Janet Malcolm
[Writer, b. 1934, Prague, Czechoslovakia, lives in New York.]

 Are pictures there for anyone to “take”? Or are they made by the photographer? 
 I was always trying to take art photographs, but the most interesting pictures were the snapshots. The artsy pictures were boring, always. 
 If you scratch a great photograph, you find two things; a painting and a photograph. 
 There are good photographers who might elevate themselves to the ranks of the great simply by burning most of their work. 
 The heavy odds against finding the desired… work of art in the mess and flux of life, as opposed to the serene orderliness of imagined reality, give a special tense dazzle and an atmosphere of tour de force to any photographs that succeed in the search.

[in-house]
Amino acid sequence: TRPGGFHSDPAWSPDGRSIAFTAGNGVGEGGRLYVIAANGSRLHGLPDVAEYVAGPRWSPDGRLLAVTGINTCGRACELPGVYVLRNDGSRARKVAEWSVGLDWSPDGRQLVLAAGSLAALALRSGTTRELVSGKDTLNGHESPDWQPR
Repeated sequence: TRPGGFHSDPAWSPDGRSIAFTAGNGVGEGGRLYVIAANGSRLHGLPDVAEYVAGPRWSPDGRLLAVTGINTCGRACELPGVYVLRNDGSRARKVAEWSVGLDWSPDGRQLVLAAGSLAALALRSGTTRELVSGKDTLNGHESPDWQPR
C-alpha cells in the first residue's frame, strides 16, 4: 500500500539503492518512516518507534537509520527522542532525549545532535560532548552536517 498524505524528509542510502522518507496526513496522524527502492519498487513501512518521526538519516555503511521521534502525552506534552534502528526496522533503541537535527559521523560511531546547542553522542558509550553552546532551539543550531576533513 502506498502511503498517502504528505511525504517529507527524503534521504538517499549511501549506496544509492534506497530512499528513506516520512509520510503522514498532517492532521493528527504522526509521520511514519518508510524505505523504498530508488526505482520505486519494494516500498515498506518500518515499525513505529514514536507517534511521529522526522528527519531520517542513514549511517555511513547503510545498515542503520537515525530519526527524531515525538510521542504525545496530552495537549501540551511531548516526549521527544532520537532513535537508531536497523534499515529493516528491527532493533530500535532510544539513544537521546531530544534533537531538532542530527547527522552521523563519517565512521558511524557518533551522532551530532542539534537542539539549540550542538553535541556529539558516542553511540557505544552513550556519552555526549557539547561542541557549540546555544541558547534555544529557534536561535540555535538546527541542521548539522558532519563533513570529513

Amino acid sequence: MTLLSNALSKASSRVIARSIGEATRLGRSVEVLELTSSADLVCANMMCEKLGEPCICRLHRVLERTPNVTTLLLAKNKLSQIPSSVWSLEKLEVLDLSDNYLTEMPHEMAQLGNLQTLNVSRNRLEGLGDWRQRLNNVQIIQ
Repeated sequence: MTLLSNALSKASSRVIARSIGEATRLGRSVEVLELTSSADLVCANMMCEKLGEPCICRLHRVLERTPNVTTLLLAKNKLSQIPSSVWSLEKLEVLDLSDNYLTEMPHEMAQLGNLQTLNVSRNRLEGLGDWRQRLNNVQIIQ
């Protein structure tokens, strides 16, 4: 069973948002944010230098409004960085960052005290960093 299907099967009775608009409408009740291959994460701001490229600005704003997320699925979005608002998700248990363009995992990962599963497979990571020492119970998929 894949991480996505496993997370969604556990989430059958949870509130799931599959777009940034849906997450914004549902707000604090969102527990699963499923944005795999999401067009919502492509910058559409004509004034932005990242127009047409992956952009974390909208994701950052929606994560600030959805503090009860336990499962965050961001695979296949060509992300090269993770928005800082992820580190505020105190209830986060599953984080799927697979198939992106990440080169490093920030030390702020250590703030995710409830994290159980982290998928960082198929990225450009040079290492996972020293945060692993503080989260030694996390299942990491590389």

If a painter wants to show large objects and surf, this can be arranged: he has only to get himself the right-size canvas. He is the monarch of all he surveys. The photographer, on the other hand, is the slave of his range finder. 
 [The] arresting of time is photography’s unique capacity, and the decision of when to click the shutter is the photographer’s chief responsibility. 
 The camera is simply not the supple and powerful instrument of description that the pen is. 
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